Francisco Franco

Spanish general and dictator (1892-1975)
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Francisco Franco Bahamonde (4 December 189220 November 1975), commonly referred to as Francisco Franco, was a military generalísimo, leader of Spain (Caudillo de España) from October 1936 (whole country from April 1, 1939 on), and de-facto regent of the nominally restored Kingdom of Spain from 1947 until his death in 1975.

One thing that I am sure of, and which I can answer truthfully, is that whatever the contingencies that may arise here, wherever I am there will be no Communism.

QuotesEdit

 
Spain’s struggle is a Crusade; as soldiers of God we carry with us the evangelism of the world!
 
The defense of internal peace and order constitutes the sacred mission of a nation's armed forces and that is what we have carried out.
  • We do not rule out that it will change in the future, but for now it is. I am convinced that Masonry is very good for England in England; the bad thing is that in Spain it is still very good for England.
  • One thing that I am sure of, and which I can answer truthfully, is that whatever the contingencies that may arise here, wherever I am there will be no communism.
    • In discussion with Niceto Alcalá-Zamora, as quoted in Francisco Franco : The Times and the Man (1938) by Joaquin Arraras, p. 159
  • We strive to form a single national front against the Masonic lodges, against Moscow and the Marxist societies.
    • Statement in El defensor de Córdoba (24 July 1936), as cited by Javier Navarrete in Más Allá
  • All is well, thank God... but victory will not be complete, definitive or stable, as long as Masonry is in our Spain. And how will it disappear? What to do? Ask Mussolini.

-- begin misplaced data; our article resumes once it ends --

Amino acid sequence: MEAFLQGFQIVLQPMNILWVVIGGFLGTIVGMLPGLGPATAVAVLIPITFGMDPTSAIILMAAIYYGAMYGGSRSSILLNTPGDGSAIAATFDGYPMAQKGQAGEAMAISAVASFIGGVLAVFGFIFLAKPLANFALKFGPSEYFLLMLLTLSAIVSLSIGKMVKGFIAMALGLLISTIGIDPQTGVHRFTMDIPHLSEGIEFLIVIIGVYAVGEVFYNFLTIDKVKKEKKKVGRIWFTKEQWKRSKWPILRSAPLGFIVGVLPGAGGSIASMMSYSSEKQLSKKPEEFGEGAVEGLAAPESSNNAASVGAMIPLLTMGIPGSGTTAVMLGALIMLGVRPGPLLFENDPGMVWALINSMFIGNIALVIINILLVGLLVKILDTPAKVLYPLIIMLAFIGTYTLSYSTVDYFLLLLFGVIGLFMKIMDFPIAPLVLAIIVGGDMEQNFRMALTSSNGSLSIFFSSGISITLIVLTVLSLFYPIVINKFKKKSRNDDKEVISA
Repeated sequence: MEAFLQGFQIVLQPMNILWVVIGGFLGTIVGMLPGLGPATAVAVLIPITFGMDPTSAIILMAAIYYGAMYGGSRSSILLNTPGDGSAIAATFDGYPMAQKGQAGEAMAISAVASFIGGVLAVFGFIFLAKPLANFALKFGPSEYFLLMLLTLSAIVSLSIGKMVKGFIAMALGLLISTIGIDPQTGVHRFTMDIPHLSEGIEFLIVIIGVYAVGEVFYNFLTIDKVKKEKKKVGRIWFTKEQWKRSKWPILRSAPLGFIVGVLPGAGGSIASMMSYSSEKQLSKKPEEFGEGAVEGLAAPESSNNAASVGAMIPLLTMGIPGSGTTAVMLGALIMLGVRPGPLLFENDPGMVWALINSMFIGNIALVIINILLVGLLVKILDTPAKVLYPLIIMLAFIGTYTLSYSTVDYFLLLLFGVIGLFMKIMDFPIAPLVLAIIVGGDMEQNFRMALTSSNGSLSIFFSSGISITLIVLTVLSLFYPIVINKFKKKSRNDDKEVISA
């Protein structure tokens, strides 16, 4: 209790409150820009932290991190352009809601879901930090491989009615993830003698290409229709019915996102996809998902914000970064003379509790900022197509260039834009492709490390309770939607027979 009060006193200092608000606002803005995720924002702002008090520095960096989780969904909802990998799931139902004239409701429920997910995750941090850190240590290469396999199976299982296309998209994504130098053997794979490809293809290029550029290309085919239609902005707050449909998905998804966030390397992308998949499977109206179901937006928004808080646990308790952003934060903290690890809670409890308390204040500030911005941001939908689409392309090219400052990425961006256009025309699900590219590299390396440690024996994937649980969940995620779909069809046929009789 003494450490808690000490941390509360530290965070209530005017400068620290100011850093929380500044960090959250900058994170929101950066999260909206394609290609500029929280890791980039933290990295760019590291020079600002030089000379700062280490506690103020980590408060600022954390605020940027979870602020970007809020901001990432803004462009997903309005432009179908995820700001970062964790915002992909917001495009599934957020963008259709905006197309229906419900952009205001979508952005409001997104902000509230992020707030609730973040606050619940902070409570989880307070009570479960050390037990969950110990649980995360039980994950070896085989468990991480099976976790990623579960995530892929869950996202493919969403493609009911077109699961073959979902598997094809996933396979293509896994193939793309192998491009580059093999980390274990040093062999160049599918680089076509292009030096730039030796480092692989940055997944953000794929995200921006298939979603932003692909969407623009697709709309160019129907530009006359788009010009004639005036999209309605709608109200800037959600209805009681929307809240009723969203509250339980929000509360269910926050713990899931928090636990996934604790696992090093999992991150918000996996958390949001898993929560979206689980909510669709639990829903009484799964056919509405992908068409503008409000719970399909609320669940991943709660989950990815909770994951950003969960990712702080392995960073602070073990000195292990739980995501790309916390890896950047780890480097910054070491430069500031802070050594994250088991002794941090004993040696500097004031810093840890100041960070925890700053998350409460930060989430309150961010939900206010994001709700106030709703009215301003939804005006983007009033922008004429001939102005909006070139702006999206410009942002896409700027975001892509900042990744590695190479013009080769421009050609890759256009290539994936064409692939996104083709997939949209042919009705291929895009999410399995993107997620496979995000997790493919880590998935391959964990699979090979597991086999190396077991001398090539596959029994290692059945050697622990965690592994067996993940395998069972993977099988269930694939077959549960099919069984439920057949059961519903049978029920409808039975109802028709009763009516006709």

• Statement in El defensor de Córdoba (2 October 1936), as cited by Agustín Celis
  • Fascism, since that is the word that is used, fascism presents, wherever it manifests itself, characteristics which are varied to the extent that countries and national temperaments vary. It is essentially a defensive reaction of the organism, a manifestation of the desire to live, of the desire not to die, which at certain times seizes a whole people. So each people reacts in its own way, according to its conception of life. Our rising, here, has a Spanish meaning! What can it have in common with Hitlerism, which was, above all, a reaction against the state of things created by the defeat, and by the abdication and the despair that followed it?
  • Franco Interview with Henri Massis, 1938. Quoted in Massis's book Chefs, Paris,Plon 1939.Also quoted in Richard Griffiths, An Intelligent Person's Guide to Fascism. London : Duckworth Publishing, 2000.
  • We do not believe in government through the voting booth. The Spanish national will was never freely expressed through the ballot box. Spain has no foolish dreams.
    • Statement during the civil war, cited in 1938 by TIME Magazine,, also cited in John A. Crittenden, Parties and elections in the United States, Prentice-Hall, 1982, (p.6).
  • Un estado totalitario armonizará en España el funcionamiento de todas las capacidades y energías del país, que dentro de la Unidad Nacional, el trabajo estimado como el más ineludible de los deberes será el único exponente de la voluntad popular.
    • A totalitarian state will harmonize in Spain the operation of all the capabilities and energy in the country, that inside the National Unity, the work esteemed as the most unavoidable must be the only exponent of the people's will.
      • Victory speech in Madrid (19 May 1939), quoted in Espana Nuevo Siglo‎ (1997) by Tim Connell and Juan Kattán-Ibarra, p. 174
  • Let us be under no illusion. The rebellious spirit which was responsible for the alliance of large-scale capital with Marxism and was the driving force behind so many anti-Spanish revolutionary agreements, will not be got rid of in a day.
    • Victory speech in Madrid (19 May 1939)
  • We have torn up Marxist materialism and we have disorientated Masonry. We have thwarted the Satanic machinations of the clandestine Masonic superstate. Despite its control of the world’s press and numerous international politicians. Spain’s struggle is a Crusade; as soldiers of God we carry with us the evangelism of the world!